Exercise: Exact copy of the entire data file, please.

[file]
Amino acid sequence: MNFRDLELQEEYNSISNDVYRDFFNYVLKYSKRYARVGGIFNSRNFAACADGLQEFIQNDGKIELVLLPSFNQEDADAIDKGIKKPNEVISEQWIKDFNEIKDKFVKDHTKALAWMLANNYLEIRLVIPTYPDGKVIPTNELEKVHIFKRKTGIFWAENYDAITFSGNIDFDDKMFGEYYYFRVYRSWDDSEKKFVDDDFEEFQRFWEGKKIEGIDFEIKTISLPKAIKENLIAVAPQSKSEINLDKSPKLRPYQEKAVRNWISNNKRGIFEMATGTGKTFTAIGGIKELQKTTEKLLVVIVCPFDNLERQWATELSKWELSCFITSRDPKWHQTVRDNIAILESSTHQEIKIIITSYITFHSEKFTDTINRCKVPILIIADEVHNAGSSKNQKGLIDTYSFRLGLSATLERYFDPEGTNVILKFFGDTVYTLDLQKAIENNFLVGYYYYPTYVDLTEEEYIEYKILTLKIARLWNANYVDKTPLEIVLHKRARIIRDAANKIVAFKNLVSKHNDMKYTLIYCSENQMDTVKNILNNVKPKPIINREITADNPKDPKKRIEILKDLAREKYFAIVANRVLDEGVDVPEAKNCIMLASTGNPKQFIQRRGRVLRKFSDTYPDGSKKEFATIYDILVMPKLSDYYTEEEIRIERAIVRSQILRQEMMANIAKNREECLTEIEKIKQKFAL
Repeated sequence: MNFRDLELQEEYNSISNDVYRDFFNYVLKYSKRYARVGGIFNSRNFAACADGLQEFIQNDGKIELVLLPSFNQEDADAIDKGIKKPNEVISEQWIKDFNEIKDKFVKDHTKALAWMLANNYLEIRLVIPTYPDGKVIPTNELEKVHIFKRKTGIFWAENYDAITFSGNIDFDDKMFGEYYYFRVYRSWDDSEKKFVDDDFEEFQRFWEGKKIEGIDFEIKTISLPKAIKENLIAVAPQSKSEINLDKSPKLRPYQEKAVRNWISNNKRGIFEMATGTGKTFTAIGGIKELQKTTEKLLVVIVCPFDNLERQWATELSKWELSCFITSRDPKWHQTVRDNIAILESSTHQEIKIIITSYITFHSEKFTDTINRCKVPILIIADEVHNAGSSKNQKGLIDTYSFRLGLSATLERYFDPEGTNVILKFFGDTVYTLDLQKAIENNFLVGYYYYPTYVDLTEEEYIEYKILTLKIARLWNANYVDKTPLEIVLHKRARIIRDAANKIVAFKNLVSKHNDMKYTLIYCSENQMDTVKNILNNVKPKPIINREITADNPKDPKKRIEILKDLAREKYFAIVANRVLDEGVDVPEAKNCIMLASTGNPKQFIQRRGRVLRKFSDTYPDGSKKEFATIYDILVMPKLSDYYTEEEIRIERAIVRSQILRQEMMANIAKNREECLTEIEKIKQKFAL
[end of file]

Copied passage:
Amino acid sequence: MNFRDLELQEEYNSISNDVYRDFFNYVLKYSKRYARVGGIFNSRNFAACADGLQEFIQNDGKIELVLLPSFNQEDADAIDKGIKKPNEVISEQWIKDFNEIKDKFVKDHTKALAWMLANNYLEIRLVIPTYPDGKVIPTNELEKVHIFKRKTGIFWAENYDAITFSGNIDFDDKMFGEYYYFRVYRSWDDSEKKFVDDDFEEFQRFWEGKKIEGIDFEIKTISLPKAIKENLIAVAPQSKSEINLDKSPKLRPYQEKAVRNWISNNKRGIFEMATGTGKTFTAIGGIKELQKTTEKLLVVIVCPFDNLERQWATELSKWELSCFITSRDPKWHQTVRDNIAILESSTHQEIKIIITSYITFHSEKFTDTINRCKVPILIIADEVHNAGSSKNQKGLIDTYSFRLGLSATLERYFDPEGTNVILKFFGDTVYTLDLQKAIENNFLVGYYYYPTYVDLTEEEYIEYKILTLKIARLWNANYVDKTPLEIVLHKRARIIRDAANKIVAFKNLVSKHNDMKYTLIYCSENQMDTVKNILNNVKPKPIINREITADNPKDPKKRIEILKDLAREKYFAIVANRVLDEGVDVPEAKNCIMLASTGNPKQFIQRRGRVLRKFSDTYPDGSKKEFATIYDILVMPKLSDYYTEEEIRIERAIVRSQILRQEMMANIAKNREECLTEIEKIKQKFAL
Repeated sequence: MNFRDLELQEEYNSISNDVYRDFFNYVLKYSKRYARVGGIFNSRNFAACADGLQEFIQNDGKIELVLLPSFNQEDADAIDKGIKKPNEVISEQWIKDFNEIKDKFVKDHTKALAWMLANNYLEIRLVIPTYPDGKVIPTNELEKVHIFKRKTGIFWAENYDAITFSGNIDFDDKMFGEYYYFRVYRSWDDSEKKFVDDDFEEFQRFWEGKKIEGIDFEIKTISLPKAIKENLIAVAPQSKSEINLDKSPKLRPYQEKAVRNWISNNKRGIFEMATGTGKTFTAIGGIKELQKTTEKLLVVIVCPFDNLERQWATELSKWELSCFITSRDPKWHQTVRDNIAILESSTHQEIKIIITSYITFHSEKFTDTINRCKVPILIIADEVHNAGSSKNQKGLIDTYSFRLGLSATLERYFDPEGTNVILKFFGDTVYTLDLQKAIENNFLVGYYYYPTYVDLTEEEYIEYKILTLKIARLWNANYVDKTPLEIVLHKRARIIRDAANKIVAFKNLVSKHNDMKYTLIYCSENQMDTVKNILNNVKPKPIINREITADNPKDPKKRIEILKDLAREKYFAIVANRVLDEGVDVPEAKNCIMLASTGNPKQFIQRRGRVLRKFSDTYPDGSKKEFATIYDILVMPKLSDYYTEEEIRIERAIVRSQILRQEMMANIAKNREECLTEIEKIKQKFAL